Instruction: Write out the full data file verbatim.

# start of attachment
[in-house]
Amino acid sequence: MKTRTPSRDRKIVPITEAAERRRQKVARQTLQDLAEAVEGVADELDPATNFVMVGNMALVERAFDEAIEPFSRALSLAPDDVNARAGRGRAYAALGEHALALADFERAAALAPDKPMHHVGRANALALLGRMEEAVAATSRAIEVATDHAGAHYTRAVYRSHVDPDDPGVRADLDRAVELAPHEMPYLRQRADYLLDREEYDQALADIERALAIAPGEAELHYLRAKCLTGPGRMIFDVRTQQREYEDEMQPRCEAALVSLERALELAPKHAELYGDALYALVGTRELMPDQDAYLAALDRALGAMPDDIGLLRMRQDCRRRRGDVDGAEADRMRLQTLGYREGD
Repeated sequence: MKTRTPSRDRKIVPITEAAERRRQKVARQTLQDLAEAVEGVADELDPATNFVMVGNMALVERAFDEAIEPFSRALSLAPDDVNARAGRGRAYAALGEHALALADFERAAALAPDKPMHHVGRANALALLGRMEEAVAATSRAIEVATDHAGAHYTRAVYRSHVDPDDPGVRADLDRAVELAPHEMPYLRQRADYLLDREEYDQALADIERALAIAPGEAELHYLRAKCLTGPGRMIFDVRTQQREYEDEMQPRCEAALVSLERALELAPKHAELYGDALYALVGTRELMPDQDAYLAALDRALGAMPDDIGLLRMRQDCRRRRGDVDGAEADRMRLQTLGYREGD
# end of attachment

[in-house]
Amino acid sequence: MKTRTPSRDRKIVPITEAAERRRQKVARQTLQDLAEAVEGVADELDPATNFVMVGNMALVERAFDEAIEPFSRALSLAPDDVNARAGRGRAYAALGEHALALADFERAAALAPDKPMHHVGRANALALLGRMEEAVAATSRAIEVATDHAGAHYTRAVYRSHVDPDDPGVRADLDRAVELAPHEMPYLRQRADYLLDREEYDQALADIERALAIAPGEAELHYLRAKCLTGPGRMIFDVRTQQREYEDEMQPRCEAALVSLERALELAPKHAELYGDALYALVGTRELMPDQDAYLAALDRALGAMPDDIGLLRMRQDCRRRRGDVDGAEADRMRLQTLGYREGD
Repeated sequence: MKTRTPSRDRKIVPITEAAERRRQKVARQTLQDLAEAVEGVADELDPATNFVMVGNMALVERAFDEAIEPFSRALSLAPDDVNARAGRGRAYAALGEHALALADFERAAALAPDKPMHHVGRANALALLGRMEEAVAATSRAIEVATDHAGAHYTRAVYRSHVDPDDPGVRADLDRAVELAPHEMPYLRQRADYLLDREEYDQALADIERALAIAPGEAELHYLRAKCLTGPGRMIFDVRTQQREYEDEMQPRCEAALVSLERALELAPKHAELYGDALYALVGTRELMPDQDAYLAALDRALGAMPDDIGLLRMRQDCRRRRGDVDGAEADRMRLQTLGYREGD